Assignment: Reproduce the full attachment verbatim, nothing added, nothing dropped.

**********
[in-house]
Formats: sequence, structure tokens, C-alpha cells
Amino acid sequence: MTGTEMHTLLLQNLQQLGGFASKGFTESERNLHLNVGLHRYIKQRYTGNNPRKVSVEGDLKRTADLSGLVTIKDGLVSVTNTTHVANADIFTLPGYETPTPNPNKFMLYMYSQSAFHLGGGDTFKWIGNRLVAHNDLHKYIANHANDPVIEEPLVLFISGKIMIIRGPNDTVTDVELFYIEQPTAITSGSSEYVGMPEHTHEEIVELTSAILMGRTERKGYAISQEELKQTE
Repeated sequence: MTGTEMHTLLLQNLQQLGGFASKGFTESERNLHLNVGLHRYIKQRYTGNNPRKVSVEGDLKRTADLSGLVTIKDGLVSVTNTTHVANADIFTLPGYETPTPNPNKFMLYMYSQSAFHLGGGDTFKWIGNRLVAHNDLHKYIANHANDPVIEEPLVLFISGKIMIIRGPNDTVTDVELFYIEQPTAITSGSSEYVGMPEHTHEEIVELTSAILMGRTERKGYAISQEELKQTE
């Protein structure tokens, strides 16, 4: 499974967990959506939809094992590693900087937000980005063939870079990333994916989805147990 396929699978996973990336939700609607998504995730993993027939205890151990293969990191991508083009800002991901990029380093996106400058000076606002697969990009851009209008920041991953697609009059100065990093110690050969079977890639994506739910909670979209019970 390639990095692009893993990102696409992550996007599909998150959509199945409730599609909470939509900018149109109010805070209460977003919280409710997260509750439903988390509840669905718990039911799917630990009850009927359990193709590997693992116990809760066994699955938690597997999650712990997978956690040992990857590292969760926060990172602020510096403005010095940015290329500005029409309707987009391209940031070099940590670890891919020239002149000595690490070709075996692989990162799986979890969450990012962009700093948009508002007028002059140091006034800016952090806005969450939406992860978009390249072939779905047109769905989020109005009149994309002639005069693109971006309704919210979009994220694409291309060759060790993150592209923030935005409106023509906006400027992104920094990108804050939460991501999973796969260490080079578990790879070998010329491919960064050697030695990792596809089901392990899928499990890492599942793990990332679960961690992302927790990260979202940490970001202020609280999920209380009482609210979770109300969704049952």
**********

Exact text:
[in-house]
Formats: sequence, structure tokens, C-alpha cells
Amino acid sequence: MTGTEMHTLLLQNLQQLGGFASKGFTESERNLHLNVGLHRYIKQRYTGNNPRKVSVEGDLKRTADLSGLVTIKDGLVSVTNTTHVANADIFTLPGYETPTPNPNKFMLYMYSQSAFHLGGGDTFKWIGNRLVAHNDLHKYIANHANDPVIEEPLVLFISGKIMIIRGPNDTVTDVELFYIEQPTAITSGSSEYVGMPEHTHEEIVELTSAILMGRTERKGYAISQEELKQTE
Repeated sequence: MTGTEMHTLLLQNLQQLGGFASKGFTESERNLHLNVGLHRYIKQRYTGNNPRKVSVEGDLKRTADLSGLVTIKDGLVSVTNTTHVANADIFTLPGYETPTPNPNKFMLYMYSQSAFHLGGGDTFKWIGNRLVAHNDLHKYIANHANDPVIEEPLVLFISGKIMIIRGPNDTVTDVELFYIEQPTAITSGSSEYVGMPEHTHEEIVELTSAILMGRTERKGYAISQEELKQTE
């Protein structure tokens, strides 16, 4: 499974967990959506939809094992590693900087937000980005063939870079990333994916989805147990 396929699978996973990336939700609607998504995730993993027939205890151990293969990191991508083009800002991901990029380093996106400058000076606002697969990009851009209008920041991953697609009059100065990093110690050969079977890639994506739910909670979209019970 390639990095692009893993990102696409992550996007599909998150959509199945409730599609909470939509900018149109109010805070209460977003919280409710997260509750439903988390509840669905718990039911799917630990009850009927359990193709590997693992116990809760066994699955938690597997999650712990997978956690040992990857590292969760926060990172602020510096403005010095940015290329500005029409309707987009391209940031070099940590670890891919020239002149000595690490070709075996692989990162799986979890969450990012962009700093948009508002007028002059140091006034800016952090806005969450939406992860978009390249072939779905047109769905989020109005009149994309002639005069693109971006309704919210979009994220694409291309060759060790993150592209923030935005409106023509906006400027992104920094990108804050939460991501999973796969260490080079578990790879070998010329491919960064050697030695990792596809089901392990899928499990890492599942793990990332679960961690992302927790990260979202940490970001202020609280999920209380009482609210979770109300969704049952």